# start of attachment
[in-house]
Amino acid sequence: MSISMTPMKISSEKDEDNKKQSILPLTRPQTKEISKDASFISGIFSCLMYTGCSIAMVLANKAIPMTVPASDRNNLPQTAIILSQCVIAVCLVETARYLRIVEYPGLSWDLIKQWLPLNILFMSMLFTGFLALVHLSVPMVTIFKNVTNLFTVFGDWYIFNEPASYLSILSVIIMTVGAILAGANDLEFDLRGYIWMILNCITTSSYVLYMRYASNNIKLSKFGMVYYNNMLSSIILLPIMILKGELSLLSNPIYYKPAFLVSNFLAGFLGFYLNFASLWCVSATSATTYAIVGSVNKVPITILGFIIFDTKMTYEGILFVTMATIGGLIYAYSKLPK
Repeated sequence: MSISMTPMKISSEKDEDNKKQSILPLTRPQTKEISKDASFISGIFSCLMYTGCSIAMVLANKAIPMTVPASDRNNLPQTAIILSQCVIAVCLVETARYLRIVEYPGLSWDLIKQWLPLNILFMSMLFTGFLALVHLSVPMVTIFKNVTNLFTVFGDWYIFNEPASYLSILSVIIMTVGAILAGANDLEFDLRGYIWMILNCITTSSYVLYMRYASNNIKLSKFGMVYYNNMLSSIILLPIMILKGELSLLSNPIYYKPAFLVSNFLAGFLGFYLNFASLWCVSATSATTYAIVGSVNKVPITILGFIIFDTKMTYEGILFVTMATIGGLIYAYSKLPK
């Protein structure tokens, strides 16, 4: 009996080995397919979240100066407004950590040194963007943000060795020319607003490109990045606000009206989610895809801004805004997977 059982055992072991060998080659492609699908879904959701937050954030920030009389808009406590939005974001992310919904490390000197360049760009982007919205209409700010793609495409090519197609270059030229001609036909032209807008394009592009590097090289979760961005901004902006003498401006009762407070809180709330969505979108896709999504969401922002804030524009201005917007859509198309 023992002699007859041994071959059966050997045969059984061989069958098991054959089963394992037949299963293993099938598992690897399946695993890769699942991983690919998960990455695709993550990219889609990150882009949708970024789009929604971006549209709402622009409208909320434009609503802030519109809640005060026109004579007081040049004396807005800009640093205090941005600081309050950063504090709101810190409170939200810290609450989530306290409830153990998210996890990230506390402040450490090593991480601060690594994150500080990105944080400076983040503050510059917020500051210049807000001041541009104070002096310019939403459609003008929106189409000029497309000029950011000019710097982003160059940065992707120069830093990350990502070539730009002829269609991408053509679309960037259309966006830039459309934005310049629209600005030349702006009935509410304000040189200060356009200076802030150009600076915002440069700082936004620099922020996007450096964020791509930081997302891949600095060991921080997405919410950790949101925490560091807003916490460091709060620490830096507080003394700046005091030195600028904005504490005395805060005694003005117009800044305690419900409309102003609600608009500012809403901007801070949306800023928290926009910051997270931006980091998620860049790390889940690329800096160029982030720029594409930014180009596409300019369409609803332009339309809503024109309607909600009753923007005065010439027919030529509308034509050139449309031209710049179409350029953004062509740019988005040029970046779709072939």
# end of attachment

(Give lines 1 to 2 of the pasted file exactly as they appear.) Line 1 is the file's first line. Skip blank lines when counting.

[in-house]
Amino acid sequence: MSISMTPMKISSEKDEDNKKQSILPLTRPQTKEISKDASFISGIFSCLMYTGCSIAMVLANKAIPMTVPASDRNNLPQTAIILSQCVIAVCLVETARYLRIVEYPGLSWDLIKQWLPLNILFMSMLFTGFLALVHLSVPMVTIFKNVTNLFTVFGDWYIFNEPASYLSILSVIIMTVGAILAGANDLEFDLRGYIWMILNCITTSSYVLYMRYASNNIKLSKFGMVYYNNMLSSIILLPIMILKGELSLLSNPIYYKPAFLVSNFLAGFLGFYLNFASLWCVSATSATTYAIVGSVNKVPITILGFIIFDTKMTYEGILFVTMATIGGLIYAYSKLPK